Figures released today put UK GDP for quarter three growth at 1 per cent. Speculated over for weeks, the release of today’s figures will not end discussion as to whether the UK economy is now on the road back to pre-crisis output following its longest recession since the second world war. David Cameron expressed his unsurprising position in this debate at PMQs yesterday, relishing a small scrap of good news that ‘will keep coming’. How accurate is this?
Today’s statistics are better than some forecasters had predicted, NIESR having estimated 0.8 per cent, more optimistic than Capital Economics’ 0.6 per cent. But as more than one commentator has noted in recent months, the UK economy is currently one of paradoxes and conflicting signals. Most puzzling among these has been UK productivity. At this stage in a deep recession such as that which the UK has experienced, one would expect to see a rebound in productivity as companies shed workers on the expectation that labour will remain weak. But instead we have weak productivity and better than anticipated (read ‘less bad’) unemployment, suggesting that companies are functioning with a large degree of spare capacity, leaving many economists scratching their heads.
If today’s figures do not display quite such a paradox, they at least can be contrasted with less encouraging features of the UK economy’s health. Although annualised today’s output reading for Q3 are not negligible, it may not be the turning point on the road back to growth that Cameron indicated yesterday. Nor will it do anything to silence opposition claims that inflexible decisions about the profile and pace of fiscal adjustment is the key factor holding back the UK’s recovery.
For one, there are a number of one-off factors positively impacting on today’s statistics which add context to the actual underlying output beneath the figures. Most significant is the impact of Olympic ticket sales, which the ONS estimate have boosted Q3 growth by about 0.2 per cent. Another contributing factor includes the bounce back after last year’s extra bank holiday weekend, with many estimating that the combination of the Jubilee and the Olympics has added 0.7 per cent to output. This therefore points to around 0.3 per cent underlying growth (the margin of error in the ONS’s preliminary estimates being +/– 0.7 percentage points).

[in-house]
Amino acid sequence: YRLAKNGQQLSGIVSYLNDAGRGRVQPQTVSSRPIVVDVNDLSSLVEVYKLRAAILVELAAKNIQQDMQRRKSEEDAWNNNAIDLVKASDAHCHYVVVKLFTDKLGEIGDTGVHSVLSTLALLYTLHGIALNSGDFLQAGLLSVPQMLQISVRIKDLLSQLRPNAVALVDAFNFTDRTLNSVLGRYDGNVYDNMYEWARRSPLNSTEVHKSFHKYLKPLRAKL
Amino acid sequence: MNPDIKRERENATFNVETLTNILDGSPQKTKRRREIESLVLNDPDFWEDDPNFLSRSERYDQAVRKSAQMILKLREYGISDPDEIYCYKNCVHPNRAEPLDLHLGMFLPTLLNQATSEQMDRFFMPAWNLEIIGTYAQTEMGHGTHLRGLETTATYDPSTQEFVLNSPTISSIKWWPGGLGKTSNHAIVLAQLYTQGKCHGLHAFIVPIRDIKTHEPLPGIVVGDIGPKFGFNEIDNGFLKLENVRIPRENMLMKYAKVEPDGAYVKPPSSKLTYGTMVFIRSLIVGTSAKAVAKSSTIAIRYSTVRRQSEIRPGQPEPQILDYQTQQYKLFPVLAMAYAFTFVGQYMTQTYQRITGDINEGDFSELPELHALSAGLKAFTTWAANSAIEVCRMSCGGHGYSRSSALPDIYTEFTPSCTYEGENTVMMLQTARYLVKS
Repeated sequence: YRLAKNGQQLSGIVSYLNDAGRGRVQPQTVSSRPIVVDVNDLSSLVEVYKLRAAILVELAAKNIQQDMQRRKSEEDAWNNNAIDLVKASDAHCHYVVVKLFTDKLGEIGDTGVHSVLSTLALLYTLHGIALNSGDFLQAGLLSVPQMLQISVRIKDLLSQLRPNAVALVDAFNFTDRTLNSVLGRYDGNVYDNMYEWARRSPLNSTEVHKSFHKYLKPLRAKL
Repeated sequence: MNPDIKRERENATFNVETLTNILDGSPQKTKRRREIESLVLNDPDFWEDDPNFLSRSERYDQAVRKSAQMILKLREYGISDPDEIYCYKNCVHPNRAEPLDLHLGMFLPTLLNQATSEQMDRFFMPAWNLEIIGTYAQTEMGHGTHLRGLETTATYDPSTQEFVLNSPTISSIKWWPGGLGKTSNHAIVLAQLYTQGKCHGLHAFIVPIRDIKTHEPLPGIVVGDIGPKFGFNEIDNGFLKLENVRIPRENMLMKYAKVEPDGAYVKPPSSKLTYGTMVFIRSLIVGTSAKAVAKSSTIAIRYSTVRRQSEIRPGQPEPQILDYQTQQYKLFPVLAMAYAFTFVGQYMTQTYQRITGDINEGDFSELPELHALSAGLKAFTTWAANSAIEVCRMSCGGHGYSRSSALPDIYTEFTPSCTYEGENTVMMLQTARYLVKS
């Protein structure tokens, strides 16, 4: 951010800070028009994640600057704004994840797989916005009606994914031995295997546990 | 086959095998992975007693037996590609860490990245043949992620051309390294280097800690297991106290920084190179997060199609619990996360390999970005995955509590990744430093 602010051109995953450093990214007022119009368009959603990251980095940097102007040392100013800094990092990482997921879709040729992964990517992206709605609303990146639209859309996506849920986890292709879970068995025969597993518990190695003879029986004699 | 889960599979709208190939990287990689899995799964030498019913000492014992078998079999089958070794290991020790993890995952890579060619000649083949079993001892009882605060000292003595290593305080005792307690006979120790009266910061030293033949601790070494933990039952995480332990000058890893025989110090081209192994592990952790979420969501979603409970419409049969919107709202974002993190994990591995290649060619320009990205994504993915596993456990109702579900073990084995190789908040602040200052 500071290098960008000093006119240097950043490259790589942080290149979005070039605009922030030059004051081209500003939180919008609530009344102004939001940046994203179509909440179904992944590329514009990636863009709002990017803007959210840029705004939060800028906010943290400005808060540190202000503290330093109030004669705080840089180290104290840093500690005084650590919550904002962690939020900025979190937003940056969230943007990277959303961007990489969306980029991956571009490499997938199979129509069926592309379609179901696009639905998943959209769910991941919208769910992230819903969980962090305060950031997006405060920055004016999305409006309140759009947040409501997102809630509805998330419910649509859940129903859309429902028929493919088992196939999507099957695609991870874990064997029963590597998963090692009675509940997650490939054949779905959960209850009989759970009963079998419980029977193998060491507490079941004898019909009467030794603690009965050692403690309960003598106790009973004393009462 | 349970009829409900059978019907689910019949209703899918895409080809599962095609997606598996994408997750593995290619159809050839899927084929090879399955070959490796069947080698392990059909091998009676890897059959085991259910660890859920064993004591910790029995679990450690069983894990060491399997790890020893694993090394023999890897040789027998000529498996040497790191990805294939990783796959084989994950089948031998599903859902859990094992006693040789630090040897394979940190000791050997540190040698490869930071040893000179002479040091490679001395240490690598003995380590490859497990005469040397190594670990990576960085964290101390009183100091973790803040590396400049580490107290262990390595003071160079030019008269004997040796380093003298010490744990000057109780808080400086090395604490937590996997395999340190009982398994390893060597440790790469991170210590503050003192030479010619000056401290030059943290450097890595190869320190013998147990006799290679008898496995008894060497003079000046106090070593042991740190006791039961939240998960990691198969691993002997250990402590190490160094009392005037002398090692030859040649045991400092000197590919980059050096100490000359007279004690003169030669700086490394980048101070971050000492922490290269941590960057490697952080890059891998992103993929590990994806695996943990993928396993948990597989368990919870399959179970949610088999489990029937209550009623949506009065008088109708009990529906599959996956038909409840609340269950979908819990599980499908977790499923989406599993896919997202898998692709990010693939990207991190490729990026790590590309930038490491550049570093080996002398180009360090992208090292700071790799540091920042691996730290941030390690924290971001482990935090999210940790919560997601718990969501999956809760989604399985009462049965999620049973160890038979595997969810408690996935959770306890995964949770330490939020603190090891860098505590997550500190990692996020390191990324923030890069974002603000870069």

More worryingly in the medium-term, however, is evidence that while output may have expanded, demand in the UK remains stubbornly depressed. Despite data by Markit indicating more a more marginal squeeze on household spending power, research by Which? and others have recorded continued pessimism about the future prospects of household balance sheets. As other commentators have remarked, given that it is household spending that currently exerts the main drag on growth, this is concerning.
In coming quarters we can expect more lacklustre growth than that posted today. Indeed it is already being reported that treasury sources are warning that growth may ‘retreat’ again and Labour sources are pointing out that GDP figures remain unchanged from a year ago.